July-August 2012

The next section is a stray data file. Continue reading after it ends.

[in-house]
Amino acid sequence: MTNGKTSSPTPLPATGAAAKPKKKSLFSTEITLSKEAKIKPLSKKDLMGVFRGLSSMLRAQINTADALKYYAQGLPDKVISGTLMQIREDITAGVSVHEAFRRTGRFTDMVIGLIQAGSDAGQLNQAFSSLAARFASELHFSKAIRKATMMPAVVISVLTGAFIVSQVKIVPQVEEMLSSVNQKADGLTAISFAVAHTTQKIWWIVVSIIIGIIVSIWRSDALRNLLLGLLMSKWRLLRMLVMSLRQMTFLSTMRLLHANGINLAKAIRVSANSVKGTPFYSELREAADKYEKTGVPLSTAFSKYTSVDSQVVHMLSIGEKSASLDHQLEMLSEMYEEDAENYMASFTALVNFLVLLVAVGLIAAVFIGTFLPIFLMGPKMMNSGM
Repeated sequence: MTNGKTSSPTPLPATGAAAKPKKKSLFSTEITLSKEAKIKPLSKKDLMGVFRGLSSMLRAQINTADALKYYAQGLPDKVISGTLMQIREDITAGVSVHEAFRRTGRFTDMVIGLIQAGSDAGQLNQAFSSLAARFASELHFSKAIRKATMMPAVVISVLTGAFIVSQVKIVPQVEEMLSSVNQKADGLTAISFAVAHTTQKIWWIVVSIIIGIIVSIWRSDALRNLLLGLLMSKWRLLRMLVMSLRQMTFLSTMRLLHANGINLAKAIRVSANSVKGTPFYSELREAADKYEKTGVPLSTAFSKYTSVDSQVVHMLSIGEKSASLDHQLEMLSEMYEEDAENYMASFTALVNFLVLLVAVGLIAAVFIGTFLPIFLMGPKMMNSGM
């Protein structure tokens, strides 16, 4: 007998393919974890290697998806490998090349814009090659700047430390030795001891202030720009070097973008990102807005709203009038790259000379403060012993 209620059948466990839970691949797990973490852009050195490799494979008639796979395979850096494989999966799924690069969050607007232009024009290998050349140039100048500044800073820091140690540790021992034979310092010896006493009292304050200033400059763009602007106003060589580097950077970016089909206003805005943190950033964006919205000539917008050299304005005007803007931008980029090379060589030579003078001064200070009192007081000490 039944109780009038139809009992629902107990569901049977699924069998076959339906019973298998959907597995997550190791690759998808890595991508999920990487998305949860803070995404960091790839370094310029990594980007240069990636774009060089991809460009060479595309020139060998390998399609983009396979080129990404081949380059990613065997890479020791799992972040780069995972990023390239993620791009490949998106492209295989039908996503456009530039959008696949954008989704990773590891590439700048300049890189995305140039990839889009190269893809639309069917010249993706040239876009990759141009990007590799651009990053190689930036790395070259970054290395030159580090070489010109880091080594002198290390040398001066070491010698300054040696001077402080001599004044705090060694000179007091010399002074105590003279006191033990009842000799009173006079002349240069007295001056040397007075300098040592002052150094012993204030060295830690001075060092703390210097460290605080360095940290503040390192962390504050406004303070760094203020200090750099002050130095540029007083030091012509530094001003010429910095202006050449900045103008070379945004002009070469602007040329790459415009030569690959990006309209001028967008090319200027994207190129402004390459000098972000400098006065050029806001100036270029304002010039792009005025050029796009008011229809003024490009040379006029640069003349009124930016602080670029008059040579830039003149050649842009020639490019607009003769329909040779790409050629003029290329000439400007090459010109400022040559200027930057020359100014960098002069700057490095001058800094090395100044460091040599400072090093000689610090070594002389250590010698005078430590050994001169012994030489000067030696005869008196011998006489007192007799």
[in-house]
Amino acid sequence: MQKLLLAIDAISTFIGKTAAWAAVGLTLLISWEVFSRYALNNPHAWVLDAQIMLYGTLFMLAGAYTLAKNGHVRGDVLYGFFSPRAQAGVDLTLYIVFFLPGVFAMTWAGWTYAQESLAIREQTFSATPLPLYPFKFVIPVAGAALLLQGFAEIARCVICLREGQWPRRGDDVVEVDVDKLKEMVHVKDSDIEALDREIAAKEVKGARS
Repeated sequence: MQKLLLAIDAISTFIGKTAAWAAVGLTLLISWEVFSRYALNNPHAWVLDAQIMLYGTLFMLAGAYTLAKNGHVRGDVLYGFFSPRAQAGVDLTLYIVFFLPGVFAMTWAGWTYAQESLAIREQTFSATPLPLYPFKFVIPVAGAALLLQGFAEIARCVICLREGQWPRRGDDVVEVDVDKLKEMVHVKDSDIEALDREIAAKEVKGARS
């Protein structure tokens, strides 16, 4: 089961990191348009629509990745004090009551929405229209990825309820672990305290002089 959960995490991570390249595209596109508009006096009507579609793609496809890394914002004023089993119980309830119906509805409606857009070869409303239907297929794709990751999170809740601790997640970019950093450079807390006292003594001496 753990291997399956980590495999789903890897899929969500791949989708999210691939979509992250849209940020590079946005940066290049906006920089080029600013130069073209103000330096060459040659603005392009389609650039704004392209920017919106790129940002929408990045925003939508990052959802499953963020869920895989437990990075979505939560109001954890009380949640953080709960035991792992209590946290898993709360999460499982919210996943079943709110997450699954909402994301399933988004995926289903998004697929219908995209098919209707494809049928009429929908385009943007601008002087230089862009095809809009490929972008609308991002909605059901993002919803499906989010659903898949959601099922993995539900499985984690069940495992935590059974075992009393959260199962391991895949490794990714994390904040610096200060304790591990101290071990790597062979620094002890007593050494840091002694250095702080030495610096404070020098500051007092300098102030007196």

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SPOTLIGHT by Dr. Megan Seltz Nepali Cultural Norms: Why So Hush? N significant political caste and ethnic divisions still persist today, causing Nepali clients profound hardship. They re- port instances of abduction, extortion, and abuse for po- litical dissent or participation in democratic parties. Also, women recount being the victims of domestic violence. Nepali cultural norms are quite different from what we epali nationals began immigrating to the United States in large numbers as a result of a decade-long civil war that ended in or around 2006. However, as U.S. citizens know. Families may suffer significant hard- ship if they are deported to Nepal. For example, corporal punishment as a mode of discipline is reportedly common in Nepali schools. Nepali clients facing removal are oſten concerned about the difficulty their Nepali-American children will face as a result of their inability to speak the language, and failing students are strictly disciplined. Clients with psychological disorders have added chal- lenges. One U.S. citizen child with Attention Deficit Hy- peractivity Disorder, which results in inattention, disor- ganization, and impulsivity, recalled being hit in the head regularly by his teachers while attending Nepali schools. His parents, who were living in the United States out of legal status, reported that because they could not find psy- chological services for their son in Nepal, they discontin- ued his treatment, causing him to become unruly. Now 11 years old and in the United States, this child, when asked about his parents' possible deportation, stated, "I want my family to stay together and am not sure what will happen to [my parents], but I am not going back to [Nepal]." Ulti- mately, his parents were granted cancellation of their de- portation based on his hardship. BE SURE TO PICK UP: The Consular Practice Handbook Purchase > AND CHECK OUT: Representing Clients with Mental Health Issues (Downloadable or Audio CD) 14 VOICE pali nationals, however, hesitate to communicate the ex- tent of their turmoil during a psychological interview. In particular, there is a defensive style1 These hardships strengthen asylum claims. Many Ne- emotional symptoms to preserve an image of being "OK," when, in fact, suffering may be more pronounced. One cli- ent reported that "talking about your feelings makes you too open and that is bad. of under-reporting of als report withholding information about their struggles in the United States to protect family members in Nepal. One client lamented, "I was somebody in Nepal and had aspirations," but "now I am a nothing" and "have brought shame on my family. " Furthermore, some individu- parents in Nepal for six months because I cannot lie to my parents and they cannot know how depressed I am [in the U.S.]" One client with a history of tuberculosis shook and cried as she expressed her distress, saying, "I have never done anything without my family, them about how sick and depressed I have become." Once " Another said, "I didn't speak to my " and "I could never tell she learned about the "one-year rule" for filing an asylum application, she "gave up" for awhile, but sought counsel aſter her depression abated. An immigration attorney can facilitate a candid relation- ship between a client and a mental health professional, who can help the client articulate the hardships experienced in Nepal, and assist the immigration court in understanding consequences of forced return to Nepal. Dr. Megan Seltz is a bilingual clinical psychologist in Jackson Heights, NY. She specializes in psychotherapy, immigration and forensic consultations, and expert evaluations. She can be reached at mseltzphd@hotmail.com. Case examples are provided by clients, with permission, or are typical examples this author has encountered in her work in the Nepali commu- nity. The author's views do not necessarily represent the views of AILA nor do they constitute legal advice or representation. 1 J. Maxmen & N. Ward, Essential Psychopathology and Its Treatment, Revised for DSM-IV (New York, Norton & Co. 2d Ed. 1995) (sometimes called "coping mechanisms," defense mechanisms "are relatively involuntary patterns of feel- ings, thoughts, or behaviors that arise in response to an internal or external perceived psychic danger in order to reduce or avoid conscious or uncon- scious stress, anxiety, or conflict), at 74. SHUTTERSTOCK.COM

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